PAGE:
Cherry rasp leaf virus (CRLV) is recorded in Australia from Orange, New South Wales, 1960 (APPD, Buchen-Osmond et al., 1988); Rosevers, Tasmania, 1984 (APPD); Victoria (Buchen-Osmond et al., 1988; Washington & Nancarrow, 1983); Western Australia (Buchen-Osmond et al., 1988); and South Australia (Crowley et al., 1962). The record from Orange, NSW, was from an old orchard that became a housing estate some time ago. The sample collected was from the cherry cultivar ‘St Margaret’ that is no longer grown commercially in the Orange area. Department of Primary Industries NSW diagnostic services have confirmed there have been no detections of the CRLV in recent times. Tasmania has no records for CRLV in their collections. The CRLV record in APPD was never verified by ELISA test, and relied on identification of symptoms, which is unreliable as symptoms can be caused by other viruses (Martin et al., 2013; Hansen et al., 1974). Washington & Nancarrow (1983) record the presence of the virus in Victoria in 1970 with no further details, and Crowley et al. (1962) records CRLV occurring in South Australia based on symptoms only. For this reason the records are considered unreliable and there have been no confirmed detections since. Buchen-Osmond et al., (1988) states the viruses presence on cherry budwood in WA with no further details. Surveillance was undertaken across all pome fruits growing regions for CRLV in 2004 (Constable et al., 2007) and again in 2015 in stone fruit growing regions (Constable, 2016, pers. comm.). The 2015 survey examined the following samples: almond, apricot, cherry, cherry plum, nectarine, peach, peach-almond hybrid, plum and rose. Samples were collected from major summer-fruit and almond growing regions and home gardens in New South Wales, Queensland, South Australia, Tasmania, Western Australia and Victoria (Constable, 2016, pers. comm.). Neither of these surveys detected CRLV. The records for CRLV are more than 30 years old, are based on observations of symptoms only, and are therefore considered unreliable. This is further supported by the fact that CRLV has not been detected since the removal of the orchard in New South Wales where a record had been found and despite specific surveillance no pest records have been found for more than 30 years, this pest is therefore considered absent from Australia.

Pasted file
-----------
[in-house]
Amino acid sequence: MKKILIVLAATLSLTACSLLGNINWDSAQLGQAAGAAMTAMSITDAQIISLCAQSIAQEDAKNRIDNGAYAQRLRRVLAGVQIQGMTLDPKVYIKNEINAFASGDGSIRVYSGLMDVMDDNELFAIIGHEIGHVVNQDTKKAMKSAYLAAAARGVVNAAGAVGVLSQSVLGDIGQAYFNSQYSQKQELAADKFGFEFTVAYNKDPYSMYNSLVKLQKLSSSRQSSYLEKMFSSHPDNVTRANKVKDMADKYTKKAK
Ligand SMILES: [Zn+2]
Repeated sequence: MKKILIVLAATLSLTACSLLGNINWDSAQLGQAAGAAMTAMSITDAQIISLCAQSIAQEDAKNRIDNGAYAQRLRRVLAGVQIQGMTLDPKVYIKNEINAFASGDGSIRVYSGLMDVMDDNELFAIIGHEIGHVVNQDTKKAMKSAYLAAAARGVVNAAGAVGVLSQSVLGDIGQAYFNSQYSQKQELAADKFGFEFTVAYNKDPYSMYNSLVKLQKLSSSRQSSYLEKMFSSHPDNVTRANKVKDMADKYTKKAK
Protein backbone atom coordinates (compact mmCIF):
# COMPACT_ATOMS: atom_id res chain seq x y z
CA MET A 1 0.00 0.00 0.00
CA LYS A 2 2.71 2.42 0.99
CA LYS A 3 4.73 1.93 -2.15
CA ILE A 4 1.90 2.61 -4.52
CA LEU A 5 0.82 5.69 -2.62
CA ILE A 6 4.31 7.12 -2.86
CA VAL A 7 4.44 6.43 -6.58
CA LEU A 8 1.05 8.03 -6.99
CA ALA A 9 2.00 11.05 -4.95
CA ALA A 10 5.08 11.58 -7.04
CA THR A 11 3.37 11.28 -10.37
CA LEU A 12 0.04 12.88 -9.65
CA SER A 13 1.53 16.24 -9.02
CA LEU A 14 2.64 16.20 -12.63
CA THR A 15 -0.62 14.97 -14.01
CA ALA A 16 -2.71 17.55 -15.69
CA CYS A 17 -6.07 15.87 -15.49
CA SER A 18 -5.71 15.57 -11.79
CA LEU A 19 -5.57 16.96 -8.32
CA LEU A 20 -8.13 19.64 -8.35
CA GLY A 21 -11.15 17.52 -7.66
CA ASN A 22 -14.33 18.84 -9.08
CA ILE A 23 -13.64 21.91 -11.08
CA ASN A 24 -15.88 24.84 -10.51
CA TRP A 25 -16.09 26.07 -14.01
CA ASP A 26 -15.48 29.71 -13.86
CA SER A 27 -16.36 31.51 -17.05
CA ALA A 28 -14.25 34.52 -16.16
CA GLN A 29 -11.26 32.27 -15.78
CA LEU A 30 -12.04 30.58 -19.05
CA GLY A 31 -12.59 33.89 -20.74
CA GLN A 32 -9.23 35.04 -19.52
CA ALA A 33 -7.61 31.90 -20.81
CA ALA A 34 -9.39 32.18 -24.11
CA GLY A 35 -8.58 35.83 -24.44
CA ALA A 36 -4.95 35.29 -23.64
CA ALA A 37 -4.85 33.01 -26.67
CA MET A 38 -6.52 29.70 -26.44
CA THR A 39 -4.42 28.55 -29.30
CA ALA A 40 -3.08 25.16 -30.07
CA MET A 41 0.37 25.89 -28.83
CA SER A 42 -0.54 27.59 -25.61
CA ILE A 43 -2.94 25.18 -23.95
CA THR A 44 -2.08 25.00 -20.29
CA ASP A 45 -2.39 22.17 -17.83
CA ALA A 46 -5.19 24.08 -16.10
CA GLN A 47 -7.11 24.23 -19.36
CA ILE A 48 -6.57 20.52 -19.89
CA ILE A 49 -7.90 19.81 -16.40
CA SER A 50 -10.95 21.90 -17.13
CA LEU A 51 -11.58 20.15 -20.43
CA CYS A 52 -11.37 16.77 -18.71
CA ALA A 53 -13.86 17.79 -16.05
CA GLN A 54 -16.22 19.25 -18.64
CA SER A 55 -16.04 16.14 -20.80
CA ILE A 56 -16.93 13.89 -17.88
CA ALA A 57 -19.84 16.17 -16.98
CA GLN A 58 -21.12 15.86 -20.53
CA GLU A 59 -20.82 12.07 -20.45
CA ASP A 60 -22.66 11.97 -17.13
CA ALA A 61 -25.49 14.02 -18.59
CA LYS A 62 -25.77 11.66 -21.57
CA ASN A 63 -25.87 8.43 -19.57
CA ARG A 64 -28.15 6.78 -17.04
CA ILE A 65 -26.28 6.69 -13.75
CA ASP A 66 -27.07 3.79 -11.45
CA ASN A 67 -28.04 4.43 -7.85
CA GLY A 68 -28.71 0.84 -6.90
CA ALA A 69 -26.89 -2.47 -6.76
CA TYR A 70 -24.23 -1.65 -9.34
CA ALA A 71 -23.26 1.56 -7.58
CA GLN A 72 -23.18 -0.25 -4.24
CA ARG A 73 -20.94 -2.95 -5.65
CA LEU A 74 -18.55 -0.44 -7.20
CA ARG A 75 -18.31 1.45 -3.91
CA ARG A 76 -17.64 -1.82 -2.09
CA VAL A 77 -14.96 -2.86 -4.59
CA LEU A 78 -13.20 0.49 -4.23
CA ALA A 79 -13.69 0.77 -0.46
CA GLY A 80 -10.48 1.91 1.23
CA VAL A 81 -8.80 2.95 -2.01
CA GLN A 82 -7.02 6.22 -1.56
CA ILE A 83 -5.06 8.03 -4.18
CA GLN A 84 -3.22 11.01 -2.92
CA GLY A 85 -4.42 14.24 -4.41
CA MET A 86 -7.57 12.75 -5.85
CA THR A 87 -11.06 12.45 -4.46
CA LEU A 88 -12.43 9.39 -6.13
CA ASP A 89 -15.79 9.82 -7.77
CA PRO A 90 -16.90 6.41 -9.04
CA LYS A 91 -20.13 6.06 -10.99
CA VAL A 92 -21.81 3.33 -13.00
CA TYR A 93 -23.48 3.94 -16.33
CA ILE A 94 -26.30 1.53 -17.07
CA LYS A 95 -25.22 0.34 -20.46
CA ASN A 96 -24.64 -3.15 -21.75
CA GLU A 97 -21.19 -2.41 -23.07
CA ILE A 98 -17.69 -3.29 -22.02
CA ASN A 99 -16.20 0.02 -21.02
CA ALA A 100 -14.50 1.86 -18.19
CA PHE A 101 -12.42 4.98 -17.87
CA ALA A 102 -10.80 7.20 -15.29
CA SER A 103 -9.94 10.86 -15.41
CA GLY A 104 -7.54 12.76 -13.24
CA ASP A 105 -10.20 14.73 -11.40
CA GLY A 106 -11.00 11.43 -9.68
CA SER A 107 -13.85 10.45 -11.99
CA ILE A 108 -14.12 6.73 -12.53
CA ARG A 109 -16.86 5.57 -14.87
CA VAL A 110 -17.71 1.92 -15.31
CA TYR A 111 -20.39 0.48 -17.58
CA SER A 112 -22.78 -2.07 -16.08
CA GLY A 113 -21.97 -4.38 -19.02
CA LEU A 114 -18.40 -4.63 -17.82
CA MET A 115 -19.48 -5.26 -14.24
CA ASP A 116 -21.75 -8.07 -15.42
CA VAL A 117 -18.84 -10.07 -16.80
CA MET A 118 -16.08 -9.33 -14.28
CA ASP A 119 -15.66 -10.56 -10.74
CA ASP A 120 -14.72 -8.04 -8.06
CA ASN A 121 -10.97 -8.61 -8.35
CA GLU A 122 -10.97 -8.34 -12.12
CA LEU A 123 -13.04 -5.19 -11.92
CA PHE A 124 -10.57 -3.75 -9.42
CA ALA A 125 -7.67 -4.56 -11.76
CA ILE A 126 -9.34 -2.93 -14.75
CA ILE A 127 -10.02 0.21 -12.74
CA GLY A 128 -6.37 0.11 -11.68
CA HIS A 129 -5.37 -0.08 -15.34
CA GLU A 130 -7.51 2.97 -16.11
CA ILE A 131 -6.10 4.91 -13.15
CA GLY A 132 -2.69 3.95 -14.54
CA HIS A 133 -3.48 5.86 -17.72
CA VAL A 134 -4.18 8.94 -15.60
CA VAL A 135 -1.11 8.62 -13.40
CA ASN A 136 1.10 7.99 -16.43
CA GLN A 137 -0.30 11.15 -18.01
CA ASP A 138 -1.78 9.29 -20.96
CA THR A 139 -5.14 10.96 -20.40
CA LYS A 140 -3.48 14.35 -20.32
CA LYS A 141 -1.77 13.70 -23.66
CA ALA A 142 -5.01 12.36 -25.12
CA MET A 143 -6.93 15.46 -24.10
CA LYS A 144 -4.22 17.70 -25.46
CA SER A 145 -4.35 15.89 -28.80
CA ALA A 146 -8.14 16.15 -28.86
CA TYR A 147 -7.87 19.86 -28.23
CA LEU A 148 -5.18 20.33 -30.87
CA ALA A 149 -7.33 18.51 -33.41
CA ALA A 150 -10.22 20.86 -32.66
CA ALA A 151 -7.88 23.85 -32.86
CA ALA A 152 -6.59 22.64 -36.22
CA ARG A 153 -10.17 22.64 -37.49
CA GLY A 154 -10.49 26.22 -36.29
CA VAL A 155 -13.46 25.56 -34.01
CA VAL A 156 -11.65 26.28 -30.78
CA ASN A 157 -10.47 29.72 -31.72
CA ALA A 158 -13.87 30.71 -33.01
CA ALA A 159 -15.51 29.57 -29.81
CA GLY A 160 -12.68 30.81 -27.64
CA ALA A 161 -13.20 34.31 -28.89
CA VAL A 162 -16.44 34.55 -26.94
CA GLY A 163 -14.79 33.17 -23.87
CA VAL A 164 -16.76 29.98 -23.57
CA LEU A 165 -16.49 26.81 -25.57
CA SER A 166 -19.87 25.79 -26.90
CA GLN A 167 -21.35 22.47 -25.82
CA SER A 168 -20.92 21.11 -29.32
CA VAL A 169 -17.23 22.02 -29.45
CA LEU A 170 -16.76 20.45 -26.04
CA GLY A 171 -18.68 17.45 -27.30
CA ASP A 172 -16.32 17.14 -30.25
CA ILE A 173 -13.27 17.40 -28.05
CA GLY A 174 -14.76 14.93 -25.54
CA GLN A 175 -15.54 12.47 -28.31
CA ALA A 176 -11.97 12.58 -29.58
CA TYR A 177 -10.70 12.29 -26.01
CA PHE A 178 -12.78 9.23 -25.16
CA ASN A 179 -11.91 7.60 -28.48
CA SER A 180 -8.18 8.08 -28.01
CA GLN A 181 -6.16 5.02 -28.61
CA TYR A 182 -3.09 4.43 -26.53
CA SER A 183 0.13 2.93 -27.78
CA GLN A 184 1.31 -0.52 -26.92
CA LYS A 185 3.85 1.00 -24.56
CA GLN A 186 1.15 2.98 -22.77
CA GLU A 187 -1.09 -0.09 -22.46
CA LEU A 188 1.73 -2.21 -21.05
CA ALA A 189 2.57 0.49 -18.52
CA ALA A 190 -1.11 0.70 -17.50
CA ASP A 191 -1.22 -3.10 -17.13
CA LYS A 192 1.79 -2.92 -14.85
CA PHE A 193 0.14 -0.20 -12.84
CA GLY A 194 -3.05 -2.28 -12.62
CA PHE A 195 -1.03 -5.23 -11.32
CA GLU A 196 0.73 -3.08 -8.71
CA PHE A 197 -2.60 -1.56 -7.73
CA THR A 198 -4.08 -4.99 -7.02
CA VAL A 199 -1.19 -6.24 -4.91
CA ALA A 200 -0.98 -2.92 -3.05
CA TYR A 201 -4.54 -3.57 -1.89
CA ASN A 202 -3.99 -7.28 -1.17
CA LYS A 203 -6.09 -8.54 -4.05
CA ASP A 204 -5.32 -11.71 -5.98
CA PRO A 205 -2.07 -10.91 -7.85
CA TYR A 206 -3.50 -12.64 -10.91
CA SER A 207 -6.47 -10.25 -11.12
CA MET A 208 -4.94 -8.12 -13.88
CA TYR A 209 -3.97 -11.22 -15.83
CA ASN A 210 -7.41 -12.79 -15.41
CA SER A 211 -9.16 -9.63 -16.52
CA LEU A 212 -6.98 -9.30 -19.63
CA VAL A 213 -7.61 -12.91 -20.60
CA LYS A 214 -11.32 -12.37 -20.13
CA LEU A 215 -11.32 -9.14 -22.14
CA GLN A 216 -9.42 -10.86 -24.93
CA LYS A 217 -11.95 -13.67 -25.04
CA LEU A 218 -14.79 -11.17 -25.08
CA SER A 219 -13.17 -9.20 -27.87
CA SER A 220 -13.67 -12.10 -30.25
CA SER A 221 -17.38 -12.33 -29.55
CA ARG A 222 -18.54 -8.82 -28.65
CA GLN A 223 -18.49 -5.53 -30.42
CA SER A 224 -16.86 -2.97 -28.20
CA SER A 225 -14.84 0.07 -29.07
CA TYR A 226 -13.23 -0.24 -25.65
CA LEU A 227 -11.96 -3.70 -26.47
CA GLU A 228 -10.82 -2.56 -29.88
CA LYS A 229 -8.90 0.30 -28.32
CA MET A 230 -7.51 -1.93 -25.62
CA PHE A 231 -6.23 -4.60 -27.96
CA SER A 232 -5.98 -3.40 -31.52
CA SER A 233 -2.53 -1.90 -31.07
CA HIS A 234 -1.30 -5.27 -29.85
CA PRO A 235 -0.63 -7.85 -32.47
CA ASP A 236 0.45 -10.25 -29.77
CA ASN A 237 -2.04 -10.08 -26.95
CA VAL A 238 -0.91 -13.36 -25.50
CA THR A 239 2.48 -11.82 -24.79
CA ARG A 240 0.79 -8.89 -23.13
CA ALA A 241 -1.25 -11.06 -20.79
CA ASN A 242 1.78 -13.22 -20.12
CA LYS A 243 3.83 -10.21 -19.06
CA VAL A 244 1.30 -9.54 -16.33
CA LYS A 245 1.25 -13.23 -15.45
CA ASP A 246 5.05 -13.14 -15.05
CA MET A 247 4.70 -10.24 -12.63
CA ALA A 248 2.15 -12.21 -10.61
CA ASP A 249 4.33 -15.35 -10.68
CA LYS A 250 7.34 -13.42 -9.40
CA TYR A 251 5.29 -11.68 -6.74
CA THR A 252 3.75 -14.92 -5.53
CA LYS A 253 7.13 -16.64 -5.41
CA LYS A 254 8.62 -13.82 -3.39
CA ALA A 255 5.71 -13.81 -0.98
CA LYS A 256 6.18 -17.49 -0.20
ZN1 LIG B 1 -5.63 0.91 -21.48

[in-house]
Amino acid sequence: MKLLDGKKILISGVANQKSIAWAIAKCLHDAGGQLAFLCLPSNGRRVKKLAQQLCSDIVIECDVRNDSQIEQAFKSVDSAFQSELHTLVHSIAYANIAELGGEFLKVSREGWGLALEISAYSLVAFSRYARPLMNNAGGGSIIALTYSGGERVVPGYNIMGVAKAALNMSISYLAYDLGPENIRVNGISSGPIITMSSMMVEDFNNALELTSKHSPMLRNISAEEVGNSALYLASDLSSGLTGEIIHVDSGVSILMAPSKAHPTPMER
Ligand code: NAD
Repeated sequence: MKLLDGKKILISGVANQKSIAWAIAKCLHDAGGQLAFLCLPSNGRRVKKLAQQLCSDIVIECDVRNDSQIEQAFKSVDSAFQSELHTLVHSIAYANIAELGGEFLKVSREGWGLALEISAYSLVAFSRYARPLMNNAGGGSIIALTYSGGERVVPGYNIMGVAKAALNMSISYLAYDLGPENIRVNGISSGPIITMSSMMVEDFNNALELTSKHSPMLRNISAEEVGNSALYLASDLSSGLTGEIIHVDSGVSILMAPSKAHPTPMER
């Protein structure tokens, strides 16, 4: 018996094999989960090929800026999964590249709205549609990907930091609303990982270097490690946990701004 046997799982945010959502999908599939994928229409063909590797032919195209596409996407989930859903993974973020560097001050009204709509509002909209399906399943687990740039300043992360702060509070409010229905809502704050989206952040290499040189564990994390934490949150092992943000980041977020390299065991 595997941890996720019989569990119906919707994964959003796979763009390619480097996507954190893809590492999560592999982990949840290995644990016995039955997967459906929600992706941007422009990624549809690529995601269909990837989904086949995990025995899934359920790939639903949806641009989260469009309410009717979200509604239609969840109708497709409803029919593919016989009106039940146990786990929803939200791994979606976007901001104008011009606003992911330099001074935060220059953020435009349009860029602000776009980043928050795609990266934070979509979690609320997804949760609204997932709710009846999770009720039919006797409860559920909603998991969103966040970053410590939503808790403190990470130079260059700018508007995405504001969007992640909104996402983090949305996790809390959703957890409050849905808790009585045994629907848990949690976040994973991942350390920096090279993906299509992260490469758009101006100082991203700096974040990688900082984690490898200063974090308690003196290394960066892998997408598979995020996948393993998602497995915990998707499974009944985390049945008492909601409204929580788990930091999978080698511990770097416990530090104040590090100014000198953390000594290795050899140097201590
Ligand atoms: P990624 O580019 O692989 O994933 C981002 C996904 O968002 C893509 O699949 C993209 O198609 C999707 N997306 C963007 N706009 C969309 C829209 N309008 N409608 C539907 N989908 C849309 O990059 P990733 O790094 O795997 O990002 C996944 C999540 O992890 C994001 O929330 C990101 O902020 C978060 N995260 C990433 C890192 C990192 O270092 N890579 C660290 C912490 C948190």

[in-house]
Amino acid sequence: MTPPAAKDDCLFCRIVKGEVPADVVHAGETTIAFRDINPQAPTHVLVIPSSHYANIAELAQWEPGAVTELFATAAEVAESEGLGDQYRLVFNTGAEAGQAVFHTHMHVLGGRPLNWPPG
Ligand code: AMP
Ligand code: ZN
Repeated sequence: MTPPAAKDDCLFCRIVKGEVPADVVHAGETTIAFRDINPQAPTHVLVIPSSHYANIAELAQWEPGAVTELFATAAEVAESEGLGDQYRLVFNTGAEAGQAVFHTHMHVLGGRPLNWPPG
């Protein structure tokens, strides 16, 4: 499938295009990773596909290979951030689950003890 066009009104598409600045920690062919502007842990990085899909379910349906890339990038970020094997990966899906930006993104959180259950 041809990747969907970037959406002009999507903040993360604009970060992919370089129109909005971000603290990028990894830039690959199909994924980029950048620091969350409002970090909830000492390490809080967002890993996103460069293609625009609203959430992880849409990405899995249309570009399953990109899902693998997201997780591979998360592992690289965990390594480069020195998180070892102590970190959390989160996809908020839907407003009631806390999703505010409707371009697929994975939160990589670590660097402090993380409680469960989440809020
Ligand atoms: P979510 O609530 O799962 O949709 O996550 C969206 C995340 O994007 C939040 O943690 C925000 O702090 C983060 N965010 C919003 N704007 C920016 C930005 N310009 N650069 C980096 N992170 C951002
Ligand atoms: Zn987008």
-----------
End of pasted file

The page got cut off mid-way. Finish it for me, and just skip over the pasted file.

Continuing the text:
References Buchen-Osmond, C.; Crabtree, K.; Gibbs, A.; and McLean, G. (1988) Viruses of Plants in Australia. Australian National University Printing, Canberra, Australia. Website: http://ictvdb.bio-mirror.cn/Aussi/ausidesc.htm. Viewed “Cherry rasp leaf nepovirus” 18 December 2015.
Constable, F E., Joyce, P A and Rodoni, B C. (2007) A survey of key Australian pome fruit growing districts for exotic and endemic pathogens. Australasian Plant Pathology 36: 165-172.
Constable, F.E. (2016) Personal communication about Cherry rasp leaf virus. Department of Environment and Primary Economic Development, Jobs, Tansport and Resources. Bundoora, Victoria.
Crowley, N. C.; Moller, W. J.; and Steed, J. N. (1962) "Virus diseases of cherries in South Australia." Journal of Agriculture, South Australia 65(12): 532-7.
Hansen, A.J.; Nyland, G.; McElroy; and Stace-Smith, R. (1974) Origin, Cause, Host Range and Spread of Cherry Rasp Leaf Disease in North America. Phytopathology. May 1974. 64: 721-727.
Martin, R.R.; MacFarlan, S.; Sabanadzovic, S.; Quito, D.; Podel, B.; and Tzanetakis, E. (2013) Viruses and Virus Diseases of Rubus. Plant Disease. 97 (2): 168-182.
Washington, W.S. and Nancarrow, R.J. (1983) List of Diseases Recorded on fruit and vegetable crops in Victoria before June 30, 1980. Department of Agriculture, Victoria. Technical Report no. 66.